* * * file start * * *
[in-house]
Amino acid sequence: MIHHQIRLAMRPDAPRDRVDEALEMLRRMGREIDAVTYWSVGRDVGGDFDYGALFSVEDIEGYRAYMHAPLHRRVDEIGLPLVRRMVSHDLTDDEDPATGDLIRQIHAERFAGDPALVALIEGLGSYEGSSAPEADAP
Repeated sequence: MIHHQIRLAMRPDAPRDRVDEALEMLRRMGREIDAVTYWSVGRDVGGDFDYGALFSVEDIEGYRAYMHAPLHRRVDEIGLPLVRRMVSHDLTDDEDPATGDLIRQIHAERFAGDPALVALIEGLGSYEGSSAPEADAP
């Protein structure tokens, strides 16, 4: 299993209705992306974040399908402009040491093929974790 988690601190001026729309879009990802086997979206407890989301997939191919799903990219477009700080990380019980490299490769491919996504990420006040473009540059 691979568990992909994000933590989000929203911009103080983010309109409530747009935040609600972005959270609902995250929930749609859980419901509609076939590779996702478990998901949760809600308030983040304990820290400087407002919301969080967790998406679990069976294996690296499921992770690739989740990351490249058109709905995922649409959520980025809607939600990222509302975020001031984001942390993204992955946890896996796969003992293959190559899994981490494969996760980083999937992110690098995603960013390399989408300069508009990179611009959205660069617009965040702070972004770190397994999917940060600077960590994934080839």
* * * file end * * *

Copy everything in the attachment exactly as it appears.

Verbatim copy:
[in-house]
Amino acid sequence: MIHHQIRLAMRPDAPRDRVDEALEMLRRMGREIDAVTYWSVGRDVGGDFDYGALFSVEDIEGYRAYMHAPLHRRVDEIGLPLVRRMVSHDLTDDEDPATGDLIRQIHAERFAGDPALVALIEGLGSYEGSSAPEADAP
Repeated sequence: MIHHQIRLAMRPDAPRDRVDEALEMLRRMGREIDAVTYWSVGRDVGGDFDYGALFSVEDIEGYRAYMHAPLHRRVDEIGLPLVRRMVSHDLTDDEDPATGDLIRQIHAERFAGDPALVALIEGLGSYEGSSAPEADAP
């Protein structure tokens, strides 16, 4: 299993209705992306974040399908402009040491093929974790 988690601190001026729309879009990802086997979206407890989301997939191919799903990219477009700080990380019980490299490769491919996504990420006040473009540059 691979568990992909994000933590989000929203911009103080983010309109409530747009935040609600972005959270609902995250929930749609859980419901509609076939590779996702478990998901949760809600308030983040304990820290400087407002919301969080967790998406679990069976294996690296499921992770690739989740990351490249058109709905995922649409959520980025809607939600990222509302975020001031984001942390993204992955946890896996796969003992293959190559899994981490494969996760980083999937992110690098995603960013390399989408300069508009990179611009959205660069617009965040702070972004770190397994999917940060600077960590994934080839």